Deicing salts are commonly applied during the winter months to prevent roads and sidewalks from freezing and increase traction. Once dissolved in run-off, dissociated chloride ions can rapidly enter aquatic ecosystems, leading to increased salinity that can be toxic to aquatic macroinvertebrates. Macroinvertebrates are crucial organisms at many trophic levels within aquatic ecosystems, and these organisms are sensitive to elevated salinity. By impairing macroinvertebrate communities, increases in salinity caused by salts threaten entire aquatic ecosystems. The purpose of this study was to assess the effects of deicing salt on the salinity of five freshwater ecosystems on the campus of Kent State University. Additionally, chronic toxicity tests assessed how pond snails (Lymnaea stagnalis) tolerated these levels of salinity. We hypothesized that the increased concentrations of chloride ions would negatively impact pond snail growth and survival. Water samples from five locations were collected following a snow event and were measured for conductivity and ionic content. Individual snails (1-3 days old) were introduced to these water samples, and growth and mortality were monitored over a period of four weeks. Preliminary data indicates a correlation between road salt usage and increased levels of chloride in Kent waterways.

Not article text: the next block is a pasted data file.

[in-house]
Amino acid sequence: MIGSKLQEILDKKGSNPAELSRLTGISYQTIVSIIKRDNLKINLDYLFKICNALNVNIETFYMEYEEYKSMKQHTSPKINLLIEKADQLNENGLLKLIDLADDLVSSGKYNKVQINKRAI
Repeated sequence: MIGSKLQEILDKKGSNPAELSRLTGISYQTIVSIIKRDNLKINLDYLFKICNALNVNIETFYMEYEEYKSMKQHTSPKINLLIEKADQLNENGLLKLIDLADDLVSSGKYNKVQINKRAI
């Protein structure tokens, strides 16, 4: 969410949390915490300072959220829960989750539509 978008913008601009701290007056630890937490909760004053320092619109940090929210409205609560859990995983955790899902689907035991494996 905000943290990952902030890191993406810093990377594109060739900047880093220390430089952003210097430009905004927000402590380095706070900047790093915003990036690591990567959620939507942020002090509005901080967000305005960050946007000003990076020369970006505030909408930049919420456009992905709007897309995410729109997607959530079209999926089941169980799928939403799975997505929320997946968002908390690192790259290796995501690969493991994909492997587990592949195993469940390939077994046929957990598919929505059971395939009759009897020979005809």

Dr. David Costello
The use of salt to increase safety on roads and sidewalks has been shown to negatively affect aquatic macroinvertebrates when dissociated chloride ions enter waterways as run-off. This can have serious consequences for freshwater ecosystems, as macroinvertebrate communities are responsible for critical ecosystem processes. This study identified how road salting affected the salinity of five freshwater ecosystems at KSU as well as how pond snail growth and survival was affected by the chloride concentrations of these systems. Ion chromatography and a conductivity meter were used to measure ion concentrations in each ecosystem. Individual snails were introduced to the water samples, and growth and survivorship were monitored for several weeks. Preliminary data indicates that road salting is correlated to increased chloride concentrations within Kent waterways.